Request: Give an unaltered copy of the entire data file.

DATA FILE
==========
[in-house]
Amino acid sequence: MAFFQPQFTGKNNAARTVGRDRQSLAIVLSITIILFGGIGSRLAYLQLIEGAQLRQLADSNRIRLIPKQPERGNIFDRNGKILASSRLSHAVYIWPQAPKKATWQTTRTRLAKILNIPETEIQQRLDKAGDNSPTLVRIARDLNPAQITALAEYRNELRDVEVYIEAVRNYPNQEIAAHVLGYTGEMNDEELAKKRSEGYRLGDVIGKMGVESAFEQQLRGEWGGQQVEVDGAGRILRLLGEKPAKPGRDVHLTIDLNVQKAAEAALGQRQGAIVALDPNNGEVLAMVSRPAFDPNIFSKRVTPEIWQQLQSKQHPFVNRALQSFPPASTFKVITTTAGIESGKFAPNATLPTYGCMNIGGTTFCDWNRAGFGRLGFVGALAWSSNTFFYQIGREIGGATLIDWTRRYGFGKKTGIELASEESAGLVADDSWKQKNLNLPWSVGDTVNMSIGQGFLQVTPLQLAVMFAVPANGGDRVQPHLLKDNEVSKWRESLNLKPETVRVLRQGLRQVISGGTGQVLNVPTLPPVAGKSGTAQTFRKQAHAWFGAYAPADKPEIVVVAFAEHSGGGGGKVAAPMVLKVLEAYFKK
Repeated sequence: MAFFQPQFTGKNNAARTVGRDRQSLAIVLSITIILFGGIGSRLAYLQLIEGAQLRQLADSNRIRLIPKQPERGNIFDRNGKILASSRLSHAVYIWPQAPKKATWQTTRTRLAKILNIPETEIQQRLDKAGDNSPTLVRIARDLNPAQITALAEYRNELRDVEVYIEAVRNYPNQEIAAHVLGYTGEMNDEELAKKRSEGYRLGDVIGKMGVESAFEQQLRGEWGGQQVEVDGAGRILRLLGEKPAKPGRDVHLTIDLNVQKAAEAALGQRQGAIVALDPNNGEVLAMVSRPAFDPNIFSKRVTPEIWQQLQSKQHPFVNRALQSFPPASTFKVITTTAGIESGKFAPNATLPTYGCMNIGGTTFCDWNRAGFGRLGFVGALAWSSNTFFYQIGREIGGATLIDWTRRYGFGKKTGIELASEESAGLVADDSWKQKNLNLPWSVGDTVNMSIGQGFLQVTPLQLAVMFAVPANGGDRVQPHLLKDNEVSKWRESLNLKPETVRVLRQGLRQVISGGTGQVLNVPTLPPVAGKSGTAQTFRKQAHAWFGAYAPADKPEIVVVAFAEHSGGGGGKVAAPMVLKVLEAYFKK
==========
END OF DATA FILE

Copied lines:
[in-house]
Amino acid sequence: MAFFQPQFTGKNNAARTVGRDRQSLAIVLSITIILFGGIGSRLAYLQLIEGAQLRQLADSNRIRLIPKQPERGNIFDRNGKILASSRLSHAVYIWPQAPKKATWQTTRTRLAKILNIPETEIQQRLDKAGDNSPTLVRIARDLNPAQITALAEYRNELRDVEVYIEAVRNYPNQEIAAHVLGYTGEMNDEELAKKRSEGYRLGDVIGKMGVESAFEQQLRGEWGGQQVEVDGAGRILRLLGEKPAKPGRDVHLTIDLNVQKAAEAALGQRQGAIVALDPNNGEVLAMVSRPAFDPNIFSKRVTPEIWQQLQSKQHPFVNRALQSFPPASTFKVITTTAGIESGKFAPNATLPTYGCMNIGGTTFCDWNRAGFGRLGFVGALAWSSNTFFYQIGREIGGATLIDWTRRYGFGKKTGIELASEESAGLVADDSWKQKNLNLPWSVGDTVNMSIGQGFLQVTPLQLAVMFAVPANGGDRVQPHLLKDNEVSKWRESLNLKPETVRVLRQGLRQVISGGTGQVLNVPTLPPVAGKSGTAQTFRKQAHAWFGAYAPADKPEIVVVAFAEHSGGGGGKVAAPMVLKVLEAYFKK
Repeated sequence: MAFFQPQFTGKNNAARTVGRDRQSLAIVLSITIILFGGIGSRLAYLQLIEGAQLRQLADSNRIRLIPKQPERGNIFDRNGKILASSRLSHAVYIWPQAPKKATWQTTRTRLAKILNIPETEIQQRLDKAGDNSPTLVRIARDLNPAQITALAEYRNELRDVEVYIEAVRNYPNQEIAAHVLGYTGEMNDEELAKKRSEGYRLGDVIGKMGVESAFEQQLRGEWGGQQVEVDGAGRILRLLGEKPAKPGRDVHLTIDLNVQKAAEAALGQRQGAIVALDPNNGEVLAMVSRPAFDPNIFSKRVTPEIWQQLQSKQHPFVNRALQSFPPASTFKVITTTAGIESGKFAPNATLPTYGCMNIGGTTFCDWNRAGFGRLGFVGALAWSSNTFFYQIGREIGGATLIDWTRRYGFGKKTGIELASEESAGLVADDSWKQKNLNLPWSVGDTVNMSIGQGFLQVTPLQLAVMFAVPANGGDRVQPHLLKDNEVSKWRESLNLKPETVRVLRQGLRQVISGGTGQVLNVPTLPPVAGKSGTAQTFRKQAHAWFGAYAPADKPEIVVVAFAEHSGGGGGKVAAPMVLKVLEAYFKK